Some scientists now consider the trillions of microbes that live in your gut to make up a distinct organ of your body. Not only do they outnumber your own cells, but they also have the ability to control your behavior.
The red in sunburn isn't the burn itself but your body's healing process, inflaming the area that's been damaged. As for the pain, that's also not a direct consequence of the burn. It has to do with your immune response, and there may be a way of turning it off.
36. Junk DNA
We like to think of our DNA as some kind of sacred code, but only 8.2% of it has any function at all. The rest of it is junk and does nothing.
37. Dormant DNA
Though, some stuff that seems like it does nothing can wake up and do just the worst possible stuff. Like one gene that's dormant because it's missing one sequence. One mutation, and boom, you've got muscular dystrophy.
If you suffer from dactylolysis spontanea, a ring of fibrous tissue appears around your pinky toe. It tightens, breaks through your bone, then snaps your toe right off. You better check your toe right now, just to be sure.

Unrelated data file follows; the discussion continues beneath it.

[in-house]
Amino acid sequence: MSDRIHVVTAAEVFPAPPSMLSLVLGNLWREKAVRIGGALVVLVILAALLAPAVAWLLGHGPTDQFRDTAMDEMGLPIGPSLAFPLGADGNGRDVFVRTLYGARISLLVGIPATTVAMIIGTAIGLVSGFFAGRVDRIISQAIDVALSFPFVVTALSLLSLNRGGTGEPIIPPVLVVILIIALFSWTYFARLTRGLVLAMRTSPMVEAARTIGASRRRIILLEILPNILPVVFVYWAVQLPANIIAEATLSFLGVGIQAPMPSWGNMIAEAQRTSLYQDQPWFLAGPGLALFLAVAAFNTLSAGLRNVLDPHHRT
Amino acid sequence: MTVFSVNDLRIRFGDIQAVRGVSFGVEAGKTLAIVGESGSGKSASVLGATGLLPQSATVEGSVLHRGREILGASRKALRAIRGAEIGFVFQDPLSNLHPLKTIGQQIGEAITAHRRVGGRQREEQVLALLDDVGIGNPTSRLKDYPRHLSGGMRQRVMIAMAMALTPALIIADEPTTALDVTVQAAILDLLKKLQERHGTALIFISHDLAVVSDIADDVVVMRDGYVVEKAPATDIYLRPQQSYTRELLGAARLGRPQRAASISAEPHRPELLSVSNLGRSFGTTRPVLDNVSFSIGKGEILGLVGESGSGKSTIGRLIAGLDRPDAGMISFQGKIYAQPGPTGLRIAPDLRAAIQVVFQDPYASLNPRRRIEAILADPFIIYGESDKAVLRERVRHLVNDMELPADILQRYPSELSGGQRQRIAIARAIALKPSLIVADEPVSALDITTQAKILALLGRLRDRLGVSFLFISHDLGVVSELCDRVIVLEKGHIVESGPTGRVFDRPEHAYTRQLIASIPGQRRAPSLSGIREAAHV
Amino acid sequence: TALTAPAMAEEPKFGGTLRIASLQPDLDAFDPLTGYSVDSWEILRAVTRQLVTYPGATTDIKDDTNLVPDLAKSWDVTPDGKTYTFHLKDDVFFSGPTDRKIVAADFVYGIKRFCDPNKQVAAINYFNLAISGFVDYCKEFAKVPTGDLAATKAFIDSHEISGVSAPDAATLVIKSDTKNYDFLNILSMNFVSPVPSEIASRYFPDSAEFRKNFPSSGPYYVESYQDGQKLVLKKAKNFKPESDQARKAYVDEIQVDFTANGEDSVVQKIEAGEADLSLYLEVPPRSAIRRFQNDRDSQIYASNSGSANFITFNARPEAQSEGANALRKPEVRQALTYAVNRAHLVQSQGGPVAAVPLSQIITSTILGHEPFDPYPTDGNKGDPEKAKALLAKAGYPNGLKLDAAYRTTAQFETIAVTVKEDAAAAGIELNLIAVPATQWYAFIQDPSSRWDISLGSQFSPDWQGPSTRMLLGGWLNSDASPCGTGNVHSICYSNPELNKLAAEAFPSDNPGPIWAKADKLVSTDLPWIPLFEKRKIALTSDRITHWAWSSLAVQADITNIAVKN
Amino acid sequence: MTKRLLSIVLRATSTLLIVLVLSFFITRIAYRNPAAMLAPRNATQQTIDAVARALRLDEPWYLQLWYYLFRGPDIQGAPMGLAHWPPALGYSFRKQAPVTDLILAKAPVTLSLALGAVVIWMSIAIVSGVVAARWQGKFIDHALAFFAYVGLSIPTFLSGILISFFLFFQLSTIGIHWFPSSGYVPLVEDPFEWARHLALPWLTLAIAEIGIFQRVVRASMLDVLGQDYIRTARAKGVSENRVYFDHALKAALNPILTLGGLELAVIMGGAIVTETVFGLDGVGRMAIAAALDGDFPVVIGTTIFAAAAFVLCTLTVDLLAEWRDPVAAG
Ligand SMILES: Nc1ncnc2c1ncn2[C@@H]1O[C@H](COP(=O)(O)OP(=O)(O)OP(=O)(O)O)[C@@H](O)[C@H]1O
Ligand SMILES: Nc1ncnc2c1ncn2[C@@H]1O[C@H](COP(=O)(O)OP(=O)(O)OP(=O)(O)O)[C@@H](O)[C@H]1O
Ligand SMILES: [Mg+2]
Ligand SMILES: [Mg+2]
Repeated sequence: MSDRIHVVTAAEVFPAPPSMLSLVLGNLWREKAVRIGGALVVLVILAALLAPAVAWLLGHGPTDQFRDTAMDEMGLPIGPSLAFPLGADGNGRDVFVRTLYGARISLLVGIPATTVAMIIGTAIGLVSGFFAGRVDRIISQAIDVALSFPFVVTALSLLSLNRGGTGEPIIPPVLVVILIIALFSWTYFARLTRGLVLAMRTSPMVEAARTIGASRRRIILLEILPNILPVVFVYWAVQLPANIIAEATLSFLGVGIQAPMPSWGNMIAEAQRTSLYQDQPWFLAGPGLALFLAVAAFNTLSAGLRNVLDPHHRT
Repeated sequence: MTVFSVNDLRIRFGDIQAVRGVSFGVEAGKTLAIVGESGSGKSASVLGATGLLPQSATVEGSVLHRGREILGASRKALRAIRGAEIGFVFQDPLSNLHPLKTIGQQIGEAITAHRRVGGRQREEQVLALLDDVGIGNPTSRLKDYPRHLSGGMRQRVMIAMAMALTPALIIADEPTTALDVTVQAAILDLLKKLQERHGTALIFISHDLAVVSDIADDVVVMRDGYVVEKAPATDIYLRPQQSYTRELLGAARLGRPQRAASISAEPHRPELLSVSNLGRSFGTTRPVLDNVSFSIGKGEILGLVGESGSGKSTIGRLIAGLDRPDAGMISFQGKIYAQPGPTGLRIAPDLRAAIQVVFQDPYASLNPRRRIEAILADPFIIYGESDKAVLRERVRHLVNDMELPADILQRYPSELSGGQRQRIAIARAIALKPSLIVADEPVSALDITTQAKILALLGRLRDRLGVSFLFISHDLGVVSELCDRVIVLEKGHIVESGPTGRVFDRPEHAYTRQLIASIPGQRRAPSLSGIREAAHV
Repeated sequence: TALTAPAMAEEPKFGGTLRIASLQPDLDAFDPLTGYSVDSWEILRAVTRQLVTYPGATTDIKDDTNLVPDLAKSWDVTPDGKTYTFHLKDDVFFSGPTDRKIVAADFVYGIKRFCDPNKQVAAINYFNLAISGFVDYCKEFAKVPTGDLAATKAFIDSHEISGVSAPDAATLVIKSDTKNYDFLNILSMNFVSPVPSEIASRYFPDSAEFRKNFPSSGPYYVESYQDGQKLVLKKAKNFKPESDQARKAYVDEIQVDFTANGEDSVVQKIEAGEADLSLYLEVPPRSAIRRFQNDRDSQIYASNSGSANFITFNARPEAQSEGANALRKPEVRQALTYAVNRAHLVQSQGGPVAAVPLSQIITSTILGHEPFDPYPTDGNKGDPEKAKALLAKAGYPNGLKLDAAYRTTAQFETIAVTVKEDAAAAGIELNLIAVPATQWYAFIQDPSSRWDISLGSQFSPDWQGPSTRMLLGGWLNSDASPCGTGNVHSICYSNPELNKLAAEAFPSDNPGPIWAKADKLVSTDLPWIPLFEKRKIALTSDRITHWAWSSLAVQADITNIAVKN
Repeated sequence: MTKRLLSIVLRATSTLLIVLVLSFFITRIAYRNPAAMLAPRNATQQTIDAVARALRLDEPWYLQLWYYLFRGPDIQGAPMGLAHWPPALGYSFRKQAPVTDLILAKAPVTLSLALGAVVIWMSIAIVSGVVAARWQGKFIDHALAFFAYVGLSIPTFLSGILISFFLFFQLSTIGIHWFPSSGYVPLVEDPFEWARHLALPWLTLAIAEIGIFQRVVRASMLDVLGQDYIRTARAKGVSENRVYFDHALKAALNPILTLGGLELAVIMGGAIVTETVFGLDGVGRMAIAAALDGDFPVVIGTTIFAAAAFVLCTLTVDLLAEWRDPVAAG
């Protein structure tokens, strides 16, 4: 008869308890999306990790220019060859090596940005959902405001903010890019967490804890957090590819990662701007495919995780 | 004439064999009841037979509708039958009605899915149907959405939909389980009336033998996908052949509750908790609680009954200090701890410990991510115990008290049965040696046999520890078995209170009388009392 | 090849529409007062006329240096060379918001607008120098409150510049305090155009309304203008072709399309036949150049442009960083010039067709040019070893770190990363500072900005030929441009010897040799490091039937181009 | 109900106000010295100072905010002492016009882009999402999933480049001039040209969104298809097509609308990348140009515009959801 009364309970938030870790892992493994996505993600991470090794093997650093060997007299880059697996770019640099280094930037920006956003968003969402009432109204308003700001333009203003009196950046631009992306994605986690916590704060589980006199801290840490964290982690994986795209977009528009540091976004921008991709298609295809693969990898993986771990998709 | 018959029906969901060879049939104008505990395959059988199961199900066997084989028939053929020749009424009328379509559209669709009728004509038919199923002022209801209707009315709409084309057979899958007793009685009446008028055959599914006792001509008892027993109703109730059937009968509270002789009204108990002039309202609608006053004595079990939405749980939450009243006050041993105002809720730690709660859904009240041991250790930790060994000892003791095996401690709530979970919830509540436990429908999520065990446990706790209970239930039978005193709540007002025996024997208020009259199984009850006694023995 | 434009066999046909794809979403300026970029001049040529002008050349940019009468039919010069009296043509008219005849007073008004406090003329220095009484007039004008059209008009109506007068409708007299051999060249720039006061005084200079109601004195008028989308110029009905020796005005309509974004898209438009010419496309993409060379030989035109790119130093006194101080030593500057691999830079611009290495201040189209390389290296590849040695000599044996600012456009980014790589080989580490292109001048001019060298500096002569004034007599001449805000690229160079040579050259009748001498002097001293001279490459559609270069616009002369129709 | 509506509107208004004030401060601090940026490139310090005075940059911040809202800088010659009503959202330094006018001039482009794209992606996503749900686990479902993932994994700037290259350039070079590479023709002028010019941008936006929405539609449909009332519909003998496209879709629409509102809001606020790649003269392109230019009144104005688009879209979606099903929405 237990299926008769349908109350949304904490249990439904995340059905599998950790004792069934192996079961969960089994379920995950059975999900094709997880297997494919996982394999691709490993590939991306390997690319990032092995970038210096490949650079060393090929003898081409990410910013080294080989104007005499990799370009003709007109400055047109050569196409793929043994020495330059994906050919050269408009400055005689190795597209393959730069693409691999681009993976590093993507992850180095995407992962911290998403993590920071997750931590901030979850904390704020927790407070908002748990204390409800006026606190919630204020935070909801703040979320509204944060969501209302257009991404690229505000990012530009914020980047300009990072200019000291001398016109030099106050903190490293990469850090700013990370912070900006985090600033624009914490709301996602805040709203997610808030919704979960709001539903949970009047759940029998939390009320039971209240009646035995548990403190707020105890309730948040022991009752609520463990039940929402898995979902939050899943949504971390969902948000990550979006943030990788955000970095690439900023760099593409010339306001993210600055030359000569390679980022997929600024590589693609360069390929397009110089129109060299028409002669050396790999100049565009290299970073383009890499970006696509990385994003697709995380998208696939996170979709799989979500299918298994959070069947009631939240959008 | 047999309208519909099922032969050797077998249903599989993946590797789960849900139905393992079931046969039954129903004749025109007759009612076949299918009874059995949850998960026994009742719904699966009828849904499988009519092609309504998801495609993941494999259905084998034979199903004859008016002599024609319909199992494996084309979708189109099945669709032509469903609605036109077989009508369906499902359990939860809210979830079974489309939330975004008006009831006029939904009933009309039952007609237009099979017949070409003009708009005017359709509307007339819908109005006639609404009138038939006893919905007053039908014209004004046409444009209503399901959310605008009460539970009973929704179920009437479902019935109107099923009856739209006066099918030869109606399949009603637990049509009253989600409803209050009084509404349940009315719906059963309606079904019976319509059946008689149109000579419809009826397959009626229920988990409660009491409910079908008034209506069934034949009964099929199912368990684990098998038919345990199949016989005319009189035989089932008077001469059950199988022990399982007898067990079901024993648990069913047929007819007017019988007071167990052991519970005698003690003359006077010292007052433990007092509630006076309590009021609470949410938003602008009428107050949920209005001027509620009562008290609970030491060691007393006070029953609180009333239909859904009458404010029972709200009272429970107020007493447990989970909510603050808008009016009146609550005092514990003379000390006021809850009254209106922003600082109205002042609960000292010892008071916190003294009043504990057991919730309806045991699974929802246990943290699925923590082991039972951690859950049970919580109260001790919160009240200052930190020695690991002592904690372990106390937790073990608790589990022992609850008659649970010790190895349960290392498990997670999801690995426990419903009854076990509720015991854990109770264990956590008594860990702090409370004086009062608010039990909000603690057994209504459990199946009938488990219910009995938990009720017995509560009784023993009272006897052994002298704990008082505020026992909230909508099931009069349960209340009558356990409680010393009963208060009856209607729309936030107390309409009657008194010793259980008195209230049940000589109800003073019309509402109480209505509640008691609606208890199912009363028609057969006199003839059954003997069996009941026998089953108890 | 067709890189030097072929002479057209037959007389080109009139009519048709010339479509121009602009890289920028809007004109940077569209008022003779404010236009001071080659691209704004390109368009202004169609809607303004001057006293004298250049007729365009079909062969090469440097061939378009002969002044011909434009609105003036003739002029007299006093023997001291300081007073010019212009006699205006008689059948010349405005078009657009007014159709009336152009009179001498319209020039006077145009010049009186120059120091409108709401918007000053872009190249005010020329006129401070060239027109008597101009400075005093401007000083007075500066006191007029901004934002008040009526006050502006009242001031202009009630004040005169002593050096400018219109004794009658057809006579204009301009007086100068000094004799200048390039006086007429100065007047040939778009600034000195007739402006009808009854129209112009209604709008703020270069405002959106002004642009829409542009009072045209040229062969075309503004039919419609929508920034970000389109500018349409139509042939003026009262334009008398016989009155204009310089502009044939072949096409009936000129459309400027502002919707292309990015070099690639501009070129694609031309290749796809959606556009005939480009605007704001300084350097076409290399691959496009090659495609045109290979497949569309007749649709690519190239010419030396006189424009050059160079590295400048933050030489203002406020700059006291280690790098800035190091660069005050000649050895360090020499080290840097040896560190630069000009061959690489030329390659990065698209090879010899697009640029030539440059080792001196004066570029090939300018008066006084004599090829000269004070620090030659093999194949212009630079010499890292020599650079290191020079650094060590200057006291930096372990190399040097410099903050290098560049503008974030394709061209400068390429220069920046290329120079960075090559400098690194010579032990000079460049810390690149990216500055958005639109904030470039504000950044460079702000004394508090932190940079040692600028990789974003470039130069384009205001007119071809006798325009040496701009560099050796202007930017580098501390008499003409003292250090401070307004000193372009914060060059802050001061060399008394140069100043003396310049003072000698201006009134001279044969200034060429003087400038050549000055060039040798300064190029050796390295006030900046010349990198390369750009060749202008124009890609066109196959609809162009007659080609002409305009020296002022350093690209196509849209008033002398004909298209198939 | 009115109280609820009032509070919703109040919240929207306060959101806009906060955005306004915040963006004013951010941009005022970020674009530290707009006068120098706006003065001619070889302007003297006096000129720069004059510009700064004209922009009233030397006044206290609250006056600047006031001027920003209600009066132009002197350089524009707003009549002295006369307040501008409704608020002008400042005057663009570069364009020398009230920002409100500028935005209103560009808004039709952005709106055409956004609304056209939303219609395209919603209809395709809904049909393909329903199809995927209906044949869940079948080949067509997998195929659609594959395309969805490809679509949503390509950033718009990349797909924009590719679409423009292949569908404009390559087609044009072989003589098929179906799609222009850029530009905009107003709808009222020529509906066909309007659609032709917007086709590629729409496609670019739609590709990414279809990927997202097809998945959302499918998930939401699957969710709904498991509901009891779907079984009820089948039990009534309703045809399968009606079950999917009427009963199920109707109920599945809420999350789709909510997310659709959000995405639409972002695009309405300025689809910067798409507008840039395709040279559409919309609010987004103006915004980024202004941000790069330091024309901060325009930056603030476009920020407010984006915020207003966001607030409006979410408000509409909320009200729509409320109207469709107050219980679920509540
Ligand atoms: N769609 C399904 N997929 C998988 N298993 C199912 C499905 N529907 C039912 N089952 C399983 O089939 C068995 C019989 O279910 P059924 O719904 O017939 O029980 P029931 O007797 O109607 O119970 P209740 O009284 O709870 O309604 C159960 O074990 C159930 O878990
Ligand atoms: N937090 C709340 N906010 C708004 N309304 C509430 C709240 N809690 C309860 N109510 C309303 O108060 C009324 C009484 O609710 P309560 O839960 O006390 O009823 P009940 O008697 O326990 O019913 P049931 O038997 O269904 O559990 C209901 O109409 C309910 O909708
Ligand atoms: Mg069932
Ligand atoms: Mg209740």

You may be hearing lots of sounds that you don't consciously perceive. It's called infrasound and is too low-frequency for you to hear, but it still affects your mood, leaving you everything from nauseous to euphoric.
40. Alcohol Rebound
Sleep is the best way to recover from drinking, and yet after heavy drinking, you often find yourself waking early. It's a documented phenomenon, and it has something to do with your organs working overtime for the first half of your sleep cycle, trying to detox.
41. Tongue Rolling
If you come down with superior canal dehiscence syndrome, you will start to hear the internal parts of your body move. You will even be able to hear your eyeballs turn. It'll almost be a relief when total hearing loss follows, as is often the case.
It may be possible to modify your genes with skin lotion. It's not easy, but it looks like we can shove some nucleic acids in there, which can treat some common types of cancer.
You can hear temperature -- kind of. Hot water sounds different to you than cold water because you know the way each bubbles.